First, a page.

A data breach can have serious repercussions on a company, including fines, damaged reputation and even lawsuits. These incidents are often difficult to prevent because they can stem from malicious outsiders, negligent employees and accidentally sharing confidential records with the wrong colleagues. In order to improve IT security, decision-makers need to start with internal assessments and expand outward.
Examining where confidential records are stored is a good starting place. Sometimes the location of information is overlooked by IT departments, according to a ZDnet report, resulting in vulnerabilities that can be exploited. By outsourcing information to the cloud, organizations can reduce these weaknesses.
Cloud computing gives decision-makers the ability to enforce strict and uniform data protection policies that can be carried throughout entire virtual environments. This end-to-end security will help companies adjust to the consumerization of IT as they deploy more mobile devices throughout the workplace by encrypting all sensitive records and blocking unauthorized individuals from accessing them, ZDNet reported.
Additionally, consumerization is requiring data to become more portable, as employees demand the ability to work remotely and still have access to mission-critical information and applications. Decision-makers should consider restricting how transportable confidential records can be, ZDNet said.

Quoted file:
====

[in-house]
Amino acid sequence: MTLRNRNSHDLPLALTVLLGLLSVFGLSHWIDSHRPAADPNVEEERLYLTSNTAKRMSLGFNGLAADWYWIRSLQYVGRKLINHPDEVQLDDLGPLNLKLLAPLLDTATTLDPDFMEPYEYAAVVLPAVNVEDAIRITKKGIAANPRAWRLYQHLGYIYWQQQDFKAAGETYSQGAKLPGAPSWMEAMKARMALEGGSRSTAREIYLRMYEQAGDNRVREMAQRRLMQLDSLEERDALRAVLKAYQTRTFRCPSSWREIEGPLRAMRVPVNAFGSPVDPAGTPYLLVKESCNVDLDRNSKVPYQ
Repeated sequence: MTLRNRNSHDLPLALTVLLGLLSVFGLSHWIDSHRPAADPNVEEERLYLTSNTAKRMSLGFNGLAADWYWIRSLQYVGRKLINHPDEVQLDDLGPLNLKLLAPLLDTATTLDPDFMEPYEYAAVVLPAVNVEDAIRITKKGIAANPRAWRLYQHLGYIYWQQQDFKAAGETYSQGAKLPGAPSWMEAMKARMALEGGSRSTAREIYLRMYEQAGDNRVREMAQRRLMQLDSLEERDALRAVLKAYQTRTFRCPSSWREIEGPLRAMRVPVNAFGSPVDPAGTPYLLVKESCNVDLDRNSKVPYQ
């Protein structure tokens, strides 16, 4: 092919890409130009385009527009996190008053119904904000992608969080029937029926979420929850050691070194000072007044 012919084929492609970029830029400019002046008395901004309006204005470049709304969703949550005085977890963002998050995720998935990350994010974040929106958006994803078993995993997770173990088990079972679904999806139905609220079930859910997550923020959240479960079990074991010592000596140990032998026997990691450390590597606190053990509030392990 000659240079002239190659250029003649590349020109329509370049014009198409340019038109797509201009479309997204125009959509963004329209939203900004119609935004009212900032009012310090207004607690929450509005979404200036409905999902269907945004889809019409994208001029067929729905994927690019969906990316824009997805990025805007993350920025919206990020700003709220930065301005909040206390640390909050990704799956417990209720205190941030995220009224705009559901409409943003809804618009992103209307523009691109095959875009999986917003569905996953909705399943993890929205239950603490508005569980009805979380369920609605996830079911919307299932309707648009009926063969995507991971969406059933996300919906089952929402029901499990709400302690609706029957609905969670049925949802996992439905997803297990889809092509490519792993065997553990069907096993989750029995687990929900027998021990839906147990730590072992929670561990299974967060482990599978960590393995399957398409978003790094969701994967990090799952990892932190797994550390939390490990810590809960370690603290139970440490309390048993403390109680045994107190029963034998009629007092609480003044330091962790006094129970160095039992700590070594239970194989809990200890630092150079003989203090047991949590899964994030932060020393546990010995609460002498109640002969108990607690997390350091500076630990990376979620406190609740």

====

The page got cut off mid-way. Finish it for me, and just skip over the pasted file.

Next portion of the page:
By using data classification programs, chief information officers and IT departments can reduce the visibility of sensitive files and only allow certain individuals to view them. As a result, documents will be less exposed and a breach is less likely to occur, even with the advent of BYOD (bring your own device) programs, in which employees can use personal tablets, smartphones and laptops for work.
Decision-makers also need to conduct more structured digital and physical assessments to expose any vulnerabilities that may be easy to overlook, ZDNet said.
According to a recent PricewaterhouseCoopers (PwC) study, internal data privacy and security audits are becoming the most commonly requested evaluations.
"As the risk landscape continues to evolve, the majority of business leaders surveyed said they are not comfortable with how their risks are being managed, although 74 percent of those surveyed have formal enterprise risk management processes," said Dean Simone of PwC.
Organizations also need to ensure they remain compliant with any industry data protection requirements, especially as BYOD and cloud computing drive policy changes, ZDNet reported.
Keeping sensitive data protected should be the No. 1 priority for businesses today, as a data breach can cause customers to lose faith in the company, resulting in loss of revenue, fewer sales and, ultimately, failure to survive the unstable economy.
Data Security News from SimplySecurity.com by Trend Micro